SWINDON Olympian Grant Turner is hanging up his goggles after deciding to bring his glittering swimming career to an end.

The 25-year-old freestyler had been considering his future after failing to qualify for this summer’s Commonwealth Games in Glasgow, but has now opted to end his racing career to concentrate on the swim school he has set up with his partner and fellow Olympian Jo Jackson.

During his time in the water the former Tigershark enjoyed great success as a junior, competed in two world championship finals, won a relay silver at the 2010 Commonwealth Games in Delhi and also competed at the London 2012 Olympics - where he swam the fastest leg as the Great Britain relay team bowed out in the heats.

Having enjoyed his time on the circuit so much Turner admitted he thought long and hard about what he’s going to do next, but is totally at ease with his decision having realised his dreams during his career.

“I’ve been thinking long and hard about it having not had the results I wanted this season, although it goes back further than that, and I’ve made the decision to call it a day,” he said. “I’m going to hang up my goggles and retire.

“For me it’s always been a case of achieving everything I wanted to achieve in the sport, I’ve been lucky enough to compete in a home Olympics which was an amazing achievement, not many people get that chance so I’ve been very lucky.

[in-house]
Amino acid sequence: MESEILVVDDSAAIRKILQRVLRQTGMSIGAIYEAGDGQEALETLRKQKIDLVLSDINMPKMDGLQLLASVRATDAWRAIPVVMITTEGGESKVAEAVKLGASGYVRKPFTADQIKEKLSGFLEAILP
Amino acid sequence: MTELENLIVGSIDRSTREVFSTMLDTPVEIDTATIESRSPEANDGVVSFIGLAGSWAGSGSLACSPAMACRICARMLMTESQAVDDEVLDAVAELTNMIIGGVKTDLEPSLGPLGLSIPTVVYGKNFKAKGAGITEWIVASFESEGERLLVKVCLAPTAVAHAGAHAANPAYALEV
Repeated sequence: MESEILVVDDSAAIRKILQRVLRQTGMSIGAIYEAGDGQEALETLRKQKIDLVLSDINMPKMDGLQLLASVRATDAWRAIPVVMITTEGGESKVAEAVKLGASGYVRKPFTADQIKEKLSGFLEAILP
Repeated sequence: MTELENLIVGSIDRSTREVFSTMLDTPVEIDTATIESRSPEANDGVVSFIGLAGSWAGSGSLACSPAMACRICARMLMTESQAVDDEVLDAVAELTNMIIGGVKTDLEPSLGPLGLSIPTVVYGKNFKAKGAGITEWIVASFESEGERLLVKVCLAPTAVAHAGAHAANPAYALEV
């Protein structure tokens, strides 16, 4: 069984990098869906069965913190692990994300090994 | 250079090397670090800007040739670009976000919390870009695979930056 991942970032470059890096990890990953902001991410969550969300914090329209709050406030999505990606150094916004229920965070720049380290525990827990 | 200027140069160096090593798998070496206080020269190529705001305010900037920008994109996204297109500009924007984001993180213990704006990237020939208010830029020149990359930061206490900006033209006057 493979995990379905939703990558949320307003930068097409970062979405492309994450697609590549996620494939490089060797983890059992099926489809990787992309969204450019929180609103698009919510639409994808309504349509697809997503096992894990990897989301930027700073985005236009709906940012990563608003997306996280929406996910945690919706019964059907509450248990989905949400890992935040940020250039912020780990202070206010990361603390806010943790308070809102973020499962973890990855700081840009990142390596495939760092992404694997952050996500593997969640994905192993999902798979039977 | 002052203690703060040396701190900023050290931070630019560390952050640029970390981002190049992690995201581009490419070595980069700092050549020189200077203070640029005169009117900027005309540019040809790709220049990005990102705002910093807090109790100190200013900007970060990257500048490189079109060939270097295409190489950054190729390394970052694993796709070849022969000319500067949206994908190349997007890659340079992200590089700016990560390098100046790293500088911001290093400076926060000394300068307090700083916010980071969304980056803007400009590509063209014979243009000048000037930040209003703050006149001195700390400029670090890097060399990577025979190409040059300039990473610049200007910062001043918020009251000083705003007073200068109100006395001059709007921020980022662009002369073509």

“I don’t really feel disappointment or regret from my swimming career because I achieved everything I wanted to and had an absolute blast doing it and met some amazing people.

“I’m 25 now going on 26 and it’s time to do something different because all I’ve known in life so far is swimming.

“I have so many people to thank for their support over my career, Swindon as a town always got behind me and encouraged me while obviously my family have been amazing, so I’ve been very lucky.”

When asked to name a career highlight, Turner’s answer was an easy one.

“It’s got to be the London Games,” he said.

“For me, actually qualifying was a very special moment for me, my family, my partner, my friends and my coaches, it was amazing. It’s the pinnacle of any career and I’ve felt lucky and honoured to have done it.

“Being at the Olympics and walking out in front of that 17,000-strong crowd is something I will take to my grave and will never forget. It was awesome.”

l Read more on what lies ahead for Turner on page 36